From UPSC perspective, the following things are important :
Prelims level : Sec. 144 of CRPC
Mains level : Internet shutdown as an infringement of FR
Directing the government to mandatorily publish all orders permitting Internet shutdowns, the Supreme Court has for the first time set the stage for challenging suspension orders before courts.
What triggered the SC?
- India tops the list of Internet shutdowns globally. According to Software Freedom Law Center’s tracker, there have been 381 shutdowns since 2012, 106 of which were in 2019.
- The ongoing shutdown in Kashmir is the longest ever in any democratic country.
The prime mover for Supreme Court
- The Temporary Suspension of Telecom Services (Public Emergency or Public Service) Rules, 2017 issued under the Telegraph Act deals with restricting Internet access.
- It does not provide for publication or notification of the order suspending Internet, the apex court mandated that such orders must be made available to the public.
- The court declared that it is a “settled principle of law, and of natural justice” that requires publication of such orders, “particularly one that affects lives, liberty and property of people”.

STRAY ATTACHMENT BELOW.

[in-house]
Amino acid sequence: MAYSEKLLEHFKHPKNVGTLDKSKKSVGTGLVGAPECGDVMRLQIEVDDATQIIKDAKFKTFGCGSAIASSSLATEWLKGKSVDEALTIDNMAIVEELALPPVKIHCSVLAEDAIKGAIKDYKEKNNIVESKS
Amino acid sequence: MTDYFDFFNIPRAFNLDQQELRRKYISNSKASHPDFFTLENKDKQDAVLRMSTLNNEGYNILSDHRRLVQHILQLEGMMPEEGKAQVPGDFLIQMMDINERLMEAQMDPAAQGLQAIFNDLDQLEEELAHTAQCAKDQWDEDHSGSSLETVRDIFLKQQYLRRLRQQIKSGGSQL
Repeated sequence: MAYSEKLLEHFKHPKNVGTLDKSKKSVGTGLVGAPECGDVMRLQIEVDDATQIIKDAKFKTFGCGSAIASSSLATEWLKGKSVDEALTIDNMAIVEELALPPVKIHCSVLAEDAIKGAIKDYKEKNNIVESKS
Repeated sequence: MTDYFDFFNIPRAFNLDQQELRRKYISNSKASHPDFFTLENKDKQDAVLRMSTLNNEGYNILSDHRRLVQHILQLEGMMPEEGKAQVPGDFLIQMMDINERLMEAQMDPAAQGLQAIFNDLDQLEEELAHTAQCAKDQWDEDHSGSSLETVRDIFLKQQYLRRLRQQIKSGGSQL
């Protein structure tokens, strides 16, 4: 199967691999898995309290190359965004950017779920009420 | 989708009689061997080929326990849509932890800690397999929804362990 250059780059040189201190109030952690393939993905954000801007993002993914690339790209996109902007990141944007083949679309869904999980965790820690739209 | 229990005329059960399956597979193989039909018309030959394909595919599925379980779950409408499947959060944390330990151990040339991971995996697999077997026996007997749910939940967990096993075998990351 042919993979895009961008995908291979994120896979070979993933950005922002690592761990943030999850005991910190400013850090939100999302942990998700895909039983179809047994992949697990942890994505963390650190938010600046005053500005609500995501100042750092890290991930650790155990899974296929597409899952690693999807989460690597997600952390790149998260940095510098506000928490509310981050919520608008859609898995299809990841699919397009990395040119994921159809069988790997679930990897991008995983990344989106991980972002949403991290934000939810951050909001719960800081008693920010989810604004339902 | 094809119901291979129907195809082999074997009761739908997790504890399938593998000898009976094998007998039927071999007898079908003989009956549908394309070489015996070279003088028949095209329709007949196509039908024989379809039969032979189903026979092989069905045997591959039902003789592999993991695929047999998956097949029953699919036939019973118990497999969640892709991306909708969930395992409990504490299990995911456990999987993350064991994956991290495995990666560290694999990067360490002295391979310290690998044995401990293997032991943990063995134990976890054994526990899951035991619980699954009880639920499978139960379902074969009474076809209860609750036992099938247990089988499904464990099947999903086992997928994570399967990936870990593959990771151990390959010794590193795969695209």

- This allows individuals to now challenge the orders before courts in J&K and rest of India.
Internet suspension orders are subjected to Judicial Review
- In the wake of protests against the new citizenship law, Internet services were suspended temporarily in parts of Uttar Pradesh, Delhi and Karnataka.
- There should not be excessive burden on free speech even if complete prohibition is imposed, and the government has to justify imposition of such prohibition and explain why lesser alternatives were inadequate, the bench stated.
- It ruled that Restrictions are to be imposed in an emergency. Hence they must be proportionate to the concern. Their objective must be legitimate rather than cavalier.
- Authorities must necessarily consider an alternative and least restrictive mechanism before opting to restrict rights. Every decision to impose restriction should be backed by sufficient material and amenable to judicial review.
Pacing up with technology
- The bench also noted that the law needs to keep pace with technological development:
- We need to note that the law should imbibe the technological development and accordingly mould its rules so as to cater to the needs of society.
- Non-recognition of technology within the sphere of law is only a disservice to the inevitable.
Justifying the Kashmir shutdown
- Lastly, the court mandated that all orders regarding the Kashmir case be made public, and to provide essential services such as e-banking and hospitals immediately.
- What the centre was arguing in this case was that this is a matter of national security given that it pertains to Kashmir with a history of militancy.